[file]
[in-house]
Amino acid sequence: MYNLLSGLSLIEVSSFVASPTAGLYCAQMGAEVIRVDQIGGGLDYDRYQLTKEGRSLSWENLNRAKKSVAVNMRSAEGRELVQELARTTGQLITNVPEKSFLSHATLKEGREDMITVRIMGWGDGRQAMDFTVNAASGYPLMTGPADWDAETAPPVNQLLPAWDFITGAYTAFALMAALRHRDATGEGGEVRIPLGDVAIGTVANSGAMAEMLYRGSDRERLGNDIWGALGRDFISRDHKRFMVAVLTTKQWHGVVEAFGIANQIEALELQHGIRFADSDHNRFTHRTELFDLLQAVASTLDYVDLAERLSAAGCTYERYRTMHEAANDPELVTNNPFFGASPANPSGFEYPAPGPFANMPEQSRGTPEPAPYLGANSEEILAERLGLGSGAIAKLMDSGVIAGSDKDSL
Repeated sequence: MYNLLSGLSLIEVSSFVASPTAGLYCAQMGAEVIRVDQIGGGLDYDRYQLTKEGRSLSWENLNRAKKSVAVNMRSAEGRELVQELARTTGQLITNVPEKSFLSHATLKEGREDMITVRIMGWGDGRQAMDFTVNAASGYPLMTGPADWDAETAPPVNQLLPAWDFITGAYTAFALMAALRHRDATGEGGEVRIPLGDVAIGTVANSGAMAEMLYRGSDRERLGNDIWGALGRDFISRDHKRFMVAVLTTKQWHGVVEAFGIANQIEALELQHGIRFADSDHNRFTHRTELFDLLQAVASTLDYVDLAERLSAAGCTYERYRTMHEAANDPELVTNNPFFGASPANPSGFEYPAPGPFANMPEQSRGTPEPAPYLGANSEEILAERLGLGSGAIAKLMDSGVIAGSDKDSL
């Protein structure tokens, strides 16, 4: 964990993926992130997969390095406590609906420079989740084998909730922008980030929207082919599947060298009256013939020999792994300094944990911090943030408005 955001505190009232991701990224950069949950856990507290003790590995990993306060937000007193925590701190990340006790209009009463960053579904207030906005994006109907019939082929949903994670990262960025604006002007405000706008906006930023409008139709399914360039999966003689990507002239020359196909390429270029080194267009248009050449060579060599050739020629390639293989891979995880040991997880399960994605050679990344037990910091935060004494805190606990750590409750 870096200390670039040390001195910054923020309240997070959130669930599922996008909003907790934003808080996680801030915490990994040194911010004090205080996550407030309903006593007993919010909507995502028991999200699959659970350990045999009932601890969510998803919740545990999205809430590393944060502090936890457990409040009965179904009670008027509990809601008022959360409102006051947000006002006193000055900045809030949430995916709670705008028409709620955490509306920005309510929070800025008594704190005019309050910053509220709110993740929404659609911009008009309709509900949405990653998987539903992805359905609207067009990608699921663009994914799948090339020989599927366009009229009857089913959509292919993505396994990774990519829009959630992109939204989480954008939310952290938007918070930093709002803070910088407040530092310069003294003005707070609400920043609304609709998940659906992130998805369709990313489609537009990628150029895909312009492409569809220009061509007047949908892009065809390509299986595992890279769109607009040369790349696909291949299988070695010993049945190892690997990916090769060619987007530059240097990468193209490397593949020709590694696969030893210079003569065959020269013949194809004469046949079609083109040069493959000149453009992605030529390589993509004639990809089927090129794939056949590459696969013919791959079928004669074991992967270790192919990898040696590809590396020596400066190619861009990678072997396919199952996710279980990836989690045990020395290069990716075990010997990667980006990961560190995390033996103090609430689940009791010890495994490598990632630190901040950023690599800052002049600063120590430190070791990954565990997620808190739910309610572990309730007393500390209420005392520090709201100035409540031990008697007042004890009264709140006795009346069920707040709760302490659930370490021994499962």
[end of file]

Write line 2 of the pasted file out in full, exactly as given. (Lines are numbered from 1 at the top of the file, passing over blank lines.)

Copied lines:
Amino acid sequence: MYNLLSGLSLIEVSSFVASPTAGLYCAQMGAEVIRVDQIGGGLDYDRYQLTKEGRSLSWENLNRAKKSVAVNMRSAEGRELVQELARTTGQLITNVPEKSFLSHATLKEGREDMITVRIMGWGDGRQAMDFTVNAASGYPLMTGPADWDAETAPPVNQLLPAWDFITGAYTAFALMAALRHRDATGEGGEVRIPLGDVAIGTVANSGAMAEMLYRGSDRERLGNDIWGALGRDFISRDHKRFMVAVLTTKQWHGVVEAFGIANQIEALELQHGIRFADSDHNRFTHRTELFDLLQAVASTLDYVDLAERLSAAGCTYERYRTMHEAANDPELVTNNPFFGASPANPSGFEYPAPGPFANMPEQSRGTPEPAPYLGANSEEILAERLGLGSGAIAKLMDSGVIAGSDKDSL